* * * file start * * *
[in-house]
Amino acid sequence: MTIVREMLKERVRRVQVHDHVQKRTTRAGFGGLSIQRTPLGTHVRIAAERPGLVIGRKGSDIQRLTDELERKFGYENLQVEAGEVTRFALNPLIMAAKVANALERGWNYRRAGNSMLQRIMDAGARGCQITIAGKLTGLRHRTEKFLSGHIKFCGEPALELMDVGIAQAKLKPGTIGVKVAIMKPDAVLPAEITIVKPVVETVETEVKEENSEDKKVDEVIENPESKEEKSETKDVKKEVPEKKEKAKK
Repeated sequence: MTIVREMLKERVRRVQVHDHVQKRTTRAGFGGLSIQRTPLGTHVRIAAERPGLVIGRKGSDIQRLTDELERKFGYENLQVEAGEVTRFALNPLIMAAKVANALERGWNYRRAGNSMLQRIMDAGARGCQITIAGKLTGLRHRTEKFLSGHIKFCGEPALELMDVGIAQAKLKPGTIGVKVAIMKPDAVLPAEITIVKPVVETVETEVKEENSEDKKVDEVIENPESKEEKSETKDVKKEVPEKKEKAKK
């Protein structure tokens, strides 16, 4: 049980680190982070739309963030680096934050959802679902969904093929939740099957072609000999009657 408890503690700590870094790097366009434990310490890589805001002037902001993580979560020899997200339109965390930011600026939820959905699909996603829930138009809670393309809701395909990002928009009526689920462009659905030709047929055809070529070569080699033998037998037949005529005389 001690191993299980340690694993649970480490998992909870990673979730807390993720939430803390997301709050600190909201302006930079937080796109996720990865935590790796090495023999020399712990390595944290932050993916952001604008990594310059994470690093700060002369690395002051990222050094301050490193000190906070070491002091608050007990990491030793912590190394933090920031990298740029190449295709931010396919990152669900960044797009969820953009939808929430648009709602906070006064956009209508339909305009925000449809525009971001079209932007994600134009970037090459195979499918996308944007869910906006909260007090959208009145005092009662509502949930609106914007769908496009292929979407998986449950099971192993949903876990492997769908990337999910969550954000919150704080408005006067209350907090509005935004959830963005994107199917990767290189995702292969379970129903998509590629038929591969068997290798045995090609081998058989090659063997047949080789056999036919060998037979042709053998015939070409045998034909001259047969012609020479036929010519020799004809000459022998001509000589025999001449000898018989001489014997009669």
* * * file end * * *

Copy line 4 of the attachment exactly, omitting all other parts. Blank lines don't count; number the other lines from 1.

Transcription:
């Protein structure tokens, strides 16, 4: 049980680190982070739309963030680096934050959802679902969904093929939740099957072609000999009657 408890503690700590870094790097366009434990310490890589805001002037902001993580979560020899997200339109965390930011600026939820959905699909996603829930138009809670393309809701395909990002928009009526689920462009659905030709047929055809070529070569080699033998037998037949005529005389 001690191993299980340690694993649970480490998992909870990673979730807390993720939430803390997301709050600190909201302006930079937080796109996720990865935590790796090495023999020399712990390595944290932050993916952001604008990594310059994470690093700060002369690395002051990222050094301050490193000190906070070491002091608050007990990491030793912590190394933090920031990298740029190449295709931010396919990152669900960044797009969820953009939808929430648009709602906070006064956009209508339909305009925000449809525009971001079209932007994600134009970037090459195979499918996308944007869910906006909260007090959208009145005092009662509502949930609106914007769908496009292929979407998986449950099971192993949903876990492997769908990337999910969550954000919150704080408005006067209350907090509005935004959830963005994107199917990767290189995702292969379970129903998509590629038929591969068997290798045995090609081998058989090659063997047949080789056999036919060998037979042709053998015939070409045998034909001259047969012609020479036929010519020799004809000459022998001509000589025999001449000898018989001489014997009669």